CFPB Issues New Arbitration Rule – Are the Flood Gates Opening for Consumer Class Actions against Financial Institutions?

On July 10, 2017, the Consumer Financial Protection Bureau (CFPB) issued a rule (full text here), which prohibits many financial institutions from including mandatory arbitration provisions that limit their customers’ ability to join class action litigation. The rule, which may become effective as early as 2018 and only applies to new accounts opened after the effective date, appears to apply to a broad range of financial institutions, including banks, credit card and consumer financing companies, debt management and collections operations, auto leasing companies, and other entities that provide fund transfers and money exchanges (i.e., check cashing services). However, there may be opposition in Congress, as well as by the current administration, to the rule’s ultimate implementation.

The rule further requires impacted financial institutions using arbitration clauses in consumer disputes to submit records relating to arbitration and court proceedings to the CFPB. The CFPB intends to review the collected information to monitor the proceedings to determine whether additional consumer protections are warranted, or if further CFPB action is required.

The enactment of the rule stemmed from the Dodd-Frank Act and instructions from Congress in 2010, which led the CFPB to conduct a study of pre-dispute arbitration agreements between consumers and financial institutions. The study found that in addition to many consumers opting to forgo a formal dispute process with financial service providers, many contracts for consumer financial products and services included mandatory arbitration clauses, which blocked the customers’ ability to join related class action proceedings. The CFPB concluded that class actions provide a more effective means for consumers to challenge potentially problematic and abusive practices by financial service providers than arbitration clauses. Additionally, the agency determined that the arbitration clauses effectively blocked similarly situated consumers from collectively pursuing common disputes in court. The CFPB also found that the use of the arbitration clauses insulated financial institutions from significant consumer-related awards and judgments, which failed to discourage harmful practices from continuing.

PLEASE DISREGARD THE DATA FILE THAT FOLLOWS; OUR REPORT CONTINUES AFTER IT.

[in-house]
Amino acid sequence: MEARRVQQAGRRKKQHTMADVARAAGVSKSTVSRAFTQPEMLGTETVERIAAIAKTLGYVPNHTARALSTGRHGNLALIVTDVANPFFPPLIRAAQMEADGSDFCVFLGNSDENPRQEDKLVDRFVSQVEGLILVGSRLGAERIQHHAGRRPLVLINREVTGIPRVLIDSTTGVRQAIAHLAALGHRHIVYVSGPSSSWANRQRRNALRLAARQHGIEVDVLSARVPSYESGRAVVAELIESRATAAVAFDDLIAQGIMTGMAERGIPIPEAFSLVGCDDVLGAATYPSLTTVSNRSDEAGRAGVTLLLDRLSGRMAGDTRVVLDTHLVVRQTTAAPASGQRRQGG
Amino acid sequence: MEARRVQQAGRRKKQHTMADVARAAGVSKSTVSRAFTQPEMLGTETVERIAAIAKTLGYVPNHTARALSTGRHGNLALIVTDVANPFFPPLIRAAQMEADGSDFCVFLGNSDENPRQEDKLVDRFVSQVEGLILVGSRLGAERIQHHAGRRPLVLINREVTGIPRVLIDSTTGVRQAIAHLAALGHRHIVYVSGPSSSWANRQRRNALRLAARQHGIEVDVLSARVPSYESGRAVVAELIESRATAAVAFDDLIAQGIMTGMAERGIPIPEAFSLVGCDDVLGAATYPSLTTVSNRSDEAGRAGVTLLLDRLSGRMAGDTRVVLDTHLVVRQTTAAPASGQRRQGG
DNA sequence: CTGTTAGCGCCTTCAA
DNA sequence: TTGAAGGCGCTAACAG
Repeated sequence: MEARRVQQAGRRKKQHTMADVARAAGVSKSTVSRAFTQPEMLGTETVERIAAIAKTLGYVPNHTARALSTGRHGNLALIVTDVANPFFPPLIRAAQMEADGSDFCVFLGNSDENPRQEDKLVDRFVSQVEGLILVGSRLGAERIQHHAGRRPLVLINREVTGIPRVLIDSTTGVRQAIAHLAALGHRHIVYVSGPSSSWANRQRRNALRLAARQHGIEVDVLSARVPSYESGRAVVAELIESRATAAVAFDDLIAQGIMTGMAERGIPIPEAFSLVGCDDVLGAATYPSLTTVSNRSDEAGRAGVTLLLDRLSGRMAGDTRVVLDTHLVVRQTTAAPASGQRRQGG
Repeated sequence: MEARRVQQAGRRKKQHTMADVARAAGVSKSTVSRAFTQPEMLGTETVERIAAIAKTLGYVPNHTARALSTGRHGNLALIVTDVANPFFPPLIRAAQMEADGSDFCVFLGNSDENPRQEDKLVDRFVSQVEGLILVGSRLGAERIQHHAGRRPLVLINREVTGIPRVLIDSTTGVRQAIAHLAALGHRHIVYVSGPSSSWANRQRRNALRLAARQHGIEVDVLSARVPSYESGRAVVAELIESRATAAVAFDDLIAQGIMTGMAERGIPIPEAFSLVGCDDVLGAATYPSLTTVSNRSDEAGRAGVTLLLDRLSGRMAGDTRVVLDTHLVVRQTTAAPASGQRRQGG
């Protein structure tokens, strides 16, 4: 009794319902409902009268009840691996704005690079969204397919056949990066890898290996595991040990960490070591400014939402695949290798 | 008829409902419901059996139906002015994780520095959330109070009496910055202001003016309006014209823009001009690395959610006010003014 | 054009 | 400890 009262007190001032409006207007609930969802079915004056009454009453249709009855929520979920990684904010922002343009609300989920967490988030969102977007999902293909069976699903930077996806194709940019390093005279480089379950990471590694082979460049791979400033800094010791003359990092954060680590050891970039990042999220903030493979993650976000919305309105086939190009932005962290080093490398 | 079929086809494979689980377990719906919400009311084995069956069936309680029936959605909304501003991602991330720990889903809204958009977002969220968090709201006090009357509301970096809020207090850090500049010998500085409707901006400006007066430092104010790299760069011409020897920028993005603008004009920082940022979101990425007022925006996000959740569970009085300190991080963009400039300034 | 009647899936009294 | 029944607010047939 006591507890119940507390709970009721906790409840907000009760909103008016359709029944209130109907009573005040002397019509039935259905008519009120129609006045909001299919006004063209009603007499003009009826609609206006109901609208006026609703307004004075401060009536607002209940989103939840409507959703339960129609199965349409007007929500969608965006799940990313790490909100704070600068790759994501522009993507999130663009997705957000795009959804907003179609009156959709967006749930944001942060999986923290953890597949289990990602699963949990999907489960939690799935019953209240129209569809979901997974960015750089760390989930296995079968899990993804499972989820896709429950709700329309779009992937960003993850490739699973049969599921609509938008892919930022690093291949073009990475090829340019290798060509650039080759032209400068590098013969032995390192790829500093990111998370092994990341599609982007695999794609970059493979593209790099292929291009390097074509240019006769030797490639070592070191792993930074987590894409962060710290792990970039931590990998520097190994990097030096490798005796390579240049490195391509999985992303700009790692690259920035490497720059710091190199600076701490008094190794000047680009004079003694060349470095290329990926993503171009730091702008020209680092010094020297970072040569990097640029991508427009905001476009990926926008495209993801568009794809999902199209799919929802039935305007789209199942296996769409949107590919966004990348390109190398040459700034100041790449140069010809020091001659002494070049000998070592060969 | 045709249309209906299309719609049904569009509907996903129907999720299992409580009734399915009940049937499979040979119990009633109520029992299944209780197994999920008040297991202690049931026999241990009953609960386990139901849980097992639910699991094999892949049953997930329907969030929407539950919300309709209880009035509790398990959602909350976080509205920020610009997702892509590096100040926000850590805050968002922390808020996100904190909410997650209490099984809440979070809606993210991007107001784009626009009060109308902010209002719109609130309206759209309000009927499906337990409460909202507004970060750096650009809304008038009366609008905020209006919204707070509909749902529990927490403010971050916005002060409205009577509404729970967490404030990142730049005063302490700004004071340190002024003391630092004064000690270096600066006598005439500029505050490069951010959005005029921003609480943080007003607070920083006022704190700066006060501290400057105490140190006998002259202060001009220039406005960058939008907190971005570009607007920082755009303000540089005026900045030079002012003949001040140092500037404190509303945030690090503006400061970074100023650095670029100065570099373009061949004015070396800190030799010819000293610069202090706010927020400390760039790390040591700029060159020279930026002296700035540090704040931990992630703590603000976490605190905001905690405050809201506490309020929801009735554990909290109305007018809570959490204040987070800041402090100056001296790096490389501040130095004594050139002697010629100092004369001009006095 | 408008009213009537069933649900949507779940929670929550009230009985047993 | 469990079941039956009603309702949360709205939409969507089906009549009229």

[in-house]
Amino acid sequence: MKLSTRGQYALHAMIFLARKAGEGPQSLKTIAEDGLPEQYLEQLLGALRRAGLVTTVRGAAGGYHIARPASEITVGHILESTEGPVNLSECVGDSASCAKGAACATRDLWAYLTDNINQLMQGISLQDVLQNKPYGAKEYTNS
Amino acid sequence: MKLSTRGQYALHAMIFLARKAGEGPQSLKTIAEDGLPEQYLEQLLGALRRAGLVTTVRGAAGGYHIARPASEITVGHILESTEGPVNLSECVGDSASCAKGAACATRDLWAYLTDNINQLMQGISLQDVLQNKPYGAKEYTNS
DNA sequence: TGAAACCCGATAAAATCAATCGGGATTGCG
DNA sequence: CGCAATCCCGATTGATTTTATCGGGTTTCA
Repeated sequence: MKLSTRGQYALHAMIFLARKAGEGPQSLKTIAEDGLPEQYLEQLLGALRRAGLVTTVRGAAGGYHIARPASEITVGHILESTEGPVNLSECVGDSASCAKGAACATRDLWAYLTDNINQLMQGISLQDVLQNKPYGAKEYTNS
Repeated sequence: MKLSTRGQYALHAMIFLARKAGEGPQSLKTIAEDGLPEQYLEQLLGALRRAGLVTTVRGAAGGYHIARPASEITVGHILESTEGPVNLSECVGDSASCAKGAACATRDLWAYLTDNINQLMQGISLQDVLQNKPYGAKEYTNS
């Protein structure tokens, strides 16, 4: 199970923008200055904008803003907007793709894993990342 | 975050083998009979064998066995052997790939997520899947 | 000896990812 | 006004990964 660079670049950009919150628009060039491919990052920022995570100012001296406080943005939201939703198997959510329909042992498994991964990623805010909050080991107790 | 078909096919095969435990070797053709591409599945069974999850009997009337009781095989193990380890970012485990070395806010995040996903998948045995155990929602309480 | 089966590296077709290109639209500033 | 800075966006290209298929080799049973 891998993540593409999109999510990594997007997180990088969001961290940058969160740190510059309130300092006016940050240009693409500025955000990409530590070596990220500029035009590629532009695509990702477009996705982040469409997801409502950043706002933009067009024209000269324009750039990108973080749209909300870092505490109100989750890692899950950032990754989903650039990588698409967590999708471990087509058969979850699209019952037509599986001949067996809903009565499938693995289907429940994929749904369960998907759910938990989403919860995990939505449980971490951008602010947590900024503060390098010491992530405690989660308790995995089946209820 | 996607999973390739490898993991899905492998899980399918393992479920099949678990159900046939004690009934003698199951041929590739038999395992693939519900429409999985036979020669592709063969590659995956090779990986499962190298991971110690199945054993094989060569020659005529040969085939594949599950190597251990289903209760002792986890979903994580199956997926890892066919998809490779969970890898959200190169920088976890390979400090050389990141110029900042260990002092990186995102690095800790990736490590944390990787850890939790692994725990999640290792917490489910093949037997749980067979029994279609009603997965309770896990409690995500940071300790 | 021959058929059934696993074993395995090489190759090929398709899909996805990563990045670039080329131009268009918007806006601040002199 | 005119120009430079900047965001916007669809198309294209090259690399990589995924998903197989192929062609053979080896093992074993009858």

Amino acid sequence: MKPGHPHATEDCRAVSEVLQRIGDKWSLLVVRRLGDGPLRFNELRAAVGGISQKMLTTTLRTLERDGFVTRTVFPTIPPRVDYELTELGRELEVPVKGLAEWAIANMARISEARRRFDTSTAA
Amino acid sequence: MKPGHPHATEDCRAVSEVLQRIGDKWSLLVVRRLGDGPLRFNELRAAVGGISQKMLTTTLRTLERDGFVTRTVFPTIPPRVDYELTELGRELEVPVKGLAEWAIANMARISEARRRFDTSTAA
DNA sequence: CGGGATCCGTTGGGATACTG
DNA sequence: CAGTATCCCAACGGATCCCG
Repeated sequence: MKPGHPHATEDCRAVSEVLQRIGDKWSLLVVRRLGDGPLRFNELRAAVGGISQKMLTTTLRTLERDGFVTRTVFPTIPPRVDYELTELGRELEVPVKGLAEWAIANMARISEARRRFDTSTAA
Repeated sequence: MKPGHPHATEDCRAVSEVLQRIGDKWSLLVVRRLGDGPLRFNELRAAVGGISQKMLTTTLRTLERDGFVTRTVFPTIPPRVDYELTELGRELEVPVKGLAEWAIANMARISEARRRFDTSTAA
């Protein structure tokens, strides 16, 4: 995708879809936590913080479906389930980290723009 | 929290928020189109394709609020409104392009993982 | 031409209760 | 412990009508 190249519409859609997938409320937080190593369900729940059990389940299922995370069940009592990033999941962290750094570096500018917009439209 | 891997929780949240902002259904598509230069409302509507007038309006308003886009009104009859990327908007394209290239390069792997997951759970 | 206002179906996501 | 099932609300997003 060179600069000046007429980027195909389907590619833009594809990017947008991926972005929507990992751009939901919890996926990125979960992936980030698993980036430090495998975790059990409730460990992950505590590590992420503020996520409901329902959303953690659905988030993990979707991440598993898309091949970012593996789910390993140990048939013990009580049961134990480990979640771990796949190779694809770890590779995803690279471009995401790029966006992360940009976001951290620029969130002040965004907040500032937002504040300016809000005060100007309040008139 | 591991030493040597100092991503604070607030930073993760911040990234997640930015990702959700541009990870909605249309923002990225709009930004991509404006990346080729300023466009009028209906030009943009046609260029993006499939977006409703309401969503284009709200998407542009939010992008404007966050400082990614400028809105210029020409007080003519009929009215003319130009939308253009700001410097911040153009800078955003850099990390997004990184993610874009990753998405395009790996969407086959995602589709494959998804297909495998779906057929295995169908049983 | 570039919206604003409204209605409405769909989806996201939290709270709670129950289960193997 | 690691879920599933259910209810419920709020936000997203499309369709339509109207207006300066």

If the rule becomes effective, it is likely to impact a wide-array of both small and large financial institutions. By forcibly removing the ability of the financial institutions to arbitrate customer claims, it is foreseeable that the frequency and severity of consumer-oriented class actions faced by these financial institutions will sharply increase. Such an increase in consumer-oriented litigation against effected financial institutions may have a significant impact on those entities’ respective FI, E&O and D&O insurers, who may see an influx of larger claims stemming from class action litigation, instead of smaller and less costly individual arbitrations.

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